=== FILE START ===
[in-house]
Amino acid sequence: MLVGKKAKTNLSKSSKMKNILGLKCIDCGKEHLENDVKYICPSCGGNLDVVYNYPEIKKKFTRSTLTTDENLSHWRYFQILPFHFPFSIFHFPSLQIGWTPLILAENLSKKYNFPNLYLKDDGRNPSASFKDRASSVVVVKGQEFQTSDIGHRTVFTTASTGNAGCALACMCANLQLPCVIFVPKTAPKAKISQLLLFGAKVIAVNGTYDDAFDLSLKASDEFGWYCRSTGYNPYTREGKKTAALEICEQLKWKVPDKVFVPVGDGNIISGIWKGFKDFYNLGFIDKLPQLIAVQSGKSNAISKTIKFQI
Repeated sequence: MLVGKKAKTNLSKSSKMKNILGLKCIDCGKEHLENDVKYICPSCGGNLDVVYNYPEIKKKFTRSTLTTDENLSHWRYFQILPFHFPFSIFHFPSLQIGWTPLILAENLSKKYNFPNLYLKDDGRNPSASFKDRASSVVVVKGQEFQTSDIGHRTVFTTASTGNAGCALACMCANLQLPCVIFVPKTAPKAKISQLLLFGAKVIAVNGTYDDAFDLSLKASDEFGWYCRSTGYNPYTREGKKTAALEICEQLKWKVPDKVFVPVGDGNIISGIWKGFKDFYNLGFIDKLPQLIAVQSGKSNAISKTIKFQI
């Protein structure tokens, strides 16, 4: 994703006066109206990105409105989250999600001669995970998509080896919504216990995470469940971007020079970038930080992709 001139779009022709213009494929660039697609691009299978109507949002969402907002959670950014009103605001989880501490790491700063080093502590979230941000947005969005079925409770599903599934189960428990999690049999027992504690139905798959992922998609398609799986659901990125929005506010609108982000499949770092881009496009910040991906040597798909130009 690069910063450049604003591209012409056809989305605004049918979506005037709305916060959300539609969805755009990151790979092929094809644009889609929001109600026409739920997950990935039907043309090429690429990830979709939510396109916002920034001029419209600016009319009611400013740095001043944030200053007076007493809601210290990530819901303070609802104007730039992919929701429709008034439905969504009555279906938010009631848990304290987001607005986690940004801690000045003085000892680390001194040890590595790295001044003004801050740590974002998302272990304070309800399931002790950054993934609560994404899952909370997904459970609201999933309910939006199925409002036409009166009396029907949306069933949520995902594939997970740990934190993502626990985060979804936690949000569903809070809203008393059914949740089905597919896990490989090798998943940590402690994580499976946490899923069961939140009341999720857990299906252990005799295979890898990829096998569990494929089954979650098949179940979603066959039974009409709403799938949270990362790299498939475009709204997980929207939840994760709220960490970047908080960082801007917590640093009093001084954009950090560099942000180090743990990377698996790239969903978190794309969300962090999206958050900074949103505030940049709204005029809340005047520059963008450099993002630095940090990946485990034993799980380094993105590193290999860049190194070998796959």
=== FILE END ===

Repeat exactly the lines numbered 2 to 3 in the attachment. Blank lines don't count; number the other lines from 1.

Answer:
Amino acid sequence: MLVGKKAKTNLSKSSKMKNILGLKCIDCGKEHLENDVKYICPSCGGNLDVVYNYPEIKKKFTRSTLTTDENLSHWRYFQILPFHFPFSIFHFPSLQIGWTPLILAENLSKKYNFPNLYLKDDGRNPSASFKDRASSVVVVKGQEFQTSDIGHRTVFTTASTGNAGCALACMCANLQLPCVIFVPKTAPKAKISQLLLFGAKVIAVNGTYDDAFDLSLKASDEFGWYCRSTGYNPYTREGKKTAALEICEQLKWKVPDKVFVPVGDGNIISGIWKGFKDFYNLGFIDKLPQLIAVQSGKSNAISKTIKFQI
Repeated sequence: MLVGKKAKTNLSKSSKMKNILGLKCIDCGKEHLENDVKYICPSCGGNLDVVYNYPEIKKKFTRSTLTTDENLSHWRYFQILPFHFPFSIFHFPSLQIGWTPLILAENLSKKYNFPNLYLKDDGRNPSASFKDRASSVVVVKGQEFQTSDIGHRTVFTTASTGNAGCALACMCANLQLPCVIFVPKTAPKAKISQLLLFGAKVIAVNGTYDDAFDLSLKASDEFGWYCRSTGYNPYTREGKKTAALEICEQLKWKVPDKVFVPVGDGNIISGIWKGFKDFYNLGFIDKLPQLIAVQSGKSNAISKTIKFQI